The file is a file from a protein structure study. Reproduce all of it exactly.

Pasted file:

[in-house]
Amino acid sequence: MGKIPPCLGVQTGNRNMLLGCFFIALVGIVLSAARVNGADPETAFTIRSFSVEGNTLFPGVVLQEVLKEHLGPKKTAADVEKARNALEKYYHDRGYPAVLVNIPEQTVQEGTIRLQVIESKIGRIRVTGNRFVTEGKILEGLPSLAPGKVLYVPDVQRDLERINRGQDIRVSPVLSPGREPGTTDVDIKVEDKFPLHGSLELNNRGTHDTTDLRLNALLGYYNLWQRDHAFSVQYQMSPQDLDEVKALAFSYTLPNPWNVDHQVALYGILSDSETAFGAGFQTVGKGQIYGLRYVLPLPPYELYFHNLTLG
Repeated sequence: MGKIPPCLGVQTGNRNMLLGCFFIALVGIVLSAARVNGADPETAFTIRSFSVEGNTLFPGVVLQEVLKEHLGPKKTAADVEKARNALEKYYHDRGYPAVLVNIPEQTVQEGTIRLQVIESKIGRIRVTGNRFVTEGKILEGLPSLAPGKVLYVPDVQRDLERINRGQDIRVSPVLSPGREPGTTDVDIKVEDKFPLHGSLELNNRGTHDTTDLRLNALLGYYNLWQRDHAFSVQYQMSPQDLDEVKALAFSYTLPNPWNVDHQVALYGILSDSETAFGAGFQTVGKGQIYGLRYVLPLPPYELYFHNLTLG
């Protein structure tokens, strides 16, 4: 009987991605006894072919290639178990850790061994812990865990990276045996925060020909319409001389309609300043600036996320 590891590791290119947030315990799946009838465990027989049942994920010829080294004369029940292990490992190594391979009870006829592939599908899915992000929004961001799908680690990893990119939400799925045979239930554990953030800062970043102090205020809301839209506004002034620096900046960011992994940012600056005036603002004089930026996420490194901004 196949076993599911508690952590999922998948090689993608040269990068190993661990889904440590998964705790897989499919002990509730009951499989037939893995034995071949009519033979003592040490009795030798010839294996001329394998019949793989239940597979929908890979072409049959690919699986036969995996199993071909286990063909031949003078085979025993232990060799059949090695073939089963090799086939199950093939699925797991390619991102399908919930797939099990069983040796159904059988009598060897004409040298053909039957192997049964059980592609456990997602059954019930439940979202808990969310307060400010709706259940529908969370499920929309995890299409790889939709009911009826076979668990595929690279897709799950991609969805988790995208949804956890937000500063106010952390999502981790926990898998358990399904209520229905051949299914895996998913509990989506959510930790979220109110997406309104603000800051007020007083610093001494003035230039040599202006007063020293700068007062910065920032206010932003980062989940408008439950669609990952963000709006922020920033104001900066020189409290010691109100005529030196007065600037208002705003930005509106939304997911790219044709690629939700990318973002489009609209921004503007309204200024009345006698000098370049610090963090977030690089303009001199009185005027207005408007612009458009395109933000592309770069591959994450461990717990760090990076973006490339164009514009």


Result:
[in-house]
Amino acid sequence: MGKIPPCLGVQTGNRNMLLGCFFIALVGIVLSAARVNGADPETAFTIRSFSVEGNTLFPGVVLQEVLKEHLGPKKTAADVEKARNALEKYYHDRGYPAVLVNIPEQTVQEGTIRLQVIESKIGRIRVTGNRFVTEGKILEGLPSLAPGKVLYVPDVQRDLERINRGQDIRVSPVLSPGREPGTTDVDIKVEDKFPLHGSLELNNRGTHDTTDLRLNALLGYYNLWQRDHAFSVQYQMSPQDLDEVKALAFSYTLPNPWNVDHQVALYGILSDSETAFGAGFQTVGKGQIYGLRYVLPLPPYELYFHNLTLG
Repeated sequence: MGKIPPCLGVQTGNRNMLLGCFFIALVGIVLSAARVNGADPETAFTIRSFSVEGNTLFPGVVLQEVLKEHLGPKKTAADVEKARNALEKYYHDRGYPAVLVNIPEQTVQEGTIRLQVIESKIGRIRVTGNRFVTEGKILEGLPSLAPGKVLYVPDVQRDLERINRGQDIRVSPVLSPGREPGTTDVDIKVEDKFPLHGSLELNNRGTHDTTDLRLNALLGYYNLWQRDHAFSVQYQMSPQDLDEVKALAFSYTLPNPWNVDHQVALYGILSDSETAFGAGFQTVGKGQIYGLRYVLPLPPYELYFHNLTLG
């Protein structure tokens, strides 16, 4: 009987991605006894072919290639178990850790061994812990865990990276045996925060020909319409001389309609300043600036996320 590891590791290119947030315990799946009838465990027989049942994920010829080294004369029940292990490992190594391979009870006829592939599908899915992000929004961001799908680690990893990119939400799925045979239930554990953030800062970043102090205020809301839209506004002034620096900046960011992994940012600056005036603002004089930026996420490194901004 196949076993599911508690952590999922998948090689993608040269990068190993661990889904440590998964705790897989499919002990509730009951499989037939893995034995071949009519033979003592040490009795030798010839294996001329394998019949793989239940597979929908890979072409049959690919699986036969995996199993071909286990063909031949003078085979025993232990060799059949090695073939089963090799086939199950093939699925797991390619991102399908919930797939099990069983040796159904059988009598060897004409040298053909039957192997049964059980592609456990997602059954019930439940979202808990969310307060400010709706259940529908969370499920929309995890299409790889939709009911009826076979668990595929690279897709799950991609969805988790995208949804956890937000500063106010952390999502981790926990898998358990399904209520229905051949299914895996998913509990989506959510930790979220109110997406309104603000800051007020007083610093001494003035230039040599202006007063020293700068007062910065920032206010932003980062989940408008439950669609990952963000709006922020920033104001900066020189409290010691109100005529030196007065600037208002705003930005509106939304997911790219044709690629939700990318973002489009609209921004503007309204200024009345006698000098370049610090963090977030690089303009001199009185005027207005408007612009458009395109933000592309770069591959994450461990717990760090990076973006490339164009514009």